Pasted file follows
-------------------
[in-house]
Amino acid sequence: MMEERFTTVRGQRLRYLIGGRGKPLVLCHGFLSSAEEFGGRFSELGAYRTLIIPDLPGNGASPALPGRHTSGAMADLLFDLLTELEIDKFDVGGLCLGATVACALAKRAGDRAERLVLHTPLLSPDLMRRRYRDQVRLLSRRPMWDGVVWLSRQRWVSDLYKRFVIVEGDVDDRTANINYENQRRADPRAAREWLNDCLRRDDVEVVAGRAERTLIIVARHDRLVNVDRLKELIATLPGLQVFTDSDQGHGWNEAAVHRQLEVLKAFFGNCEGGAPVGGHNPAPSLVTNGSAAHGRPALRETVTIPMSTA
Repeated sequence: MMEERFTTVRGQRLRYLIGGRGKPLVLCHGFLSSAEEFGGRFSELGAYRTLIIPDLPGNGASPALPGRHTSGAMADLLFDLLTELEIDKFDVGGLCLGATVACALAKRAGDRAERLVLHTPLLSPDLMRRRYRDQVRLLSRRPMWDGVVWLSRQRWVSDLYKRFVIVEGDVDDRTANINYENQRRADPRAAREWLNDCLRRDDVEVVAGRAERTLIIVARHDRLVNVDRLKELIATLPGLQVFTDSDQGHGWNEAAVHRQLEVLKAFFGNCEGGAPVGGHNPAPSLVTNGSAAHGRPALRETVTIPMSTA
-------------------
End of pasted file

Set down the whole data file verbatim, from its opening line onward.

[in-house]
Amino acid sequence: MMEERFTTVRGQRLRYLIGGRGKPLVLCHGFLSSAEEFGGRFSELGAYRTLIIPDLPGNGASPALPGRHTSGAMADLLFDLLTELEIDKFDVGGLCLGATVACALAKRAGDRAERLVLHTPLLSPDLMRRRYRDQVRLLSRRPMWDGVVWLSRQRWVSDLYKRFVIVEGDVDDRTANINYENQRRADPRAAREWLNDCLRRDDVEVVAGRAERTLIIVARHDRLVNVDRLKELIATLPGLQVFTDSDQGHGWNEAAVHRQLEVLKAFFGNCEGGAPVGGHNPAPSLVTNGSAAHGRPALRETVTIPMSTA
Repeated sequence: MMEERFTTVRGQRLRYLIGGRGKPLVLCHGFLSSAEEFGGRFSELGAYRTLIIPDLPGNGASPALPGRHTSGAMADLLFDLLTELEIDKFDVGGLCLGATVACALAKRAGDRAERLVLHTPLLSPDLMRRRYRDQVRLLSRRPMWDGVVWLSRQRWVSDLYKRFVIVEGDVDDRTANINYENQRRADPRAAREWLNDCLRRDDVEVVAGRAERTLIIVARHDRLVNVDRLKELIATLPGLQVFTDSDQGHGWNEAAVHRQLEVLKAFFGNCEGGAPVGGHNPAPSLVTNGSAAHGRPALRETVTIPMSTA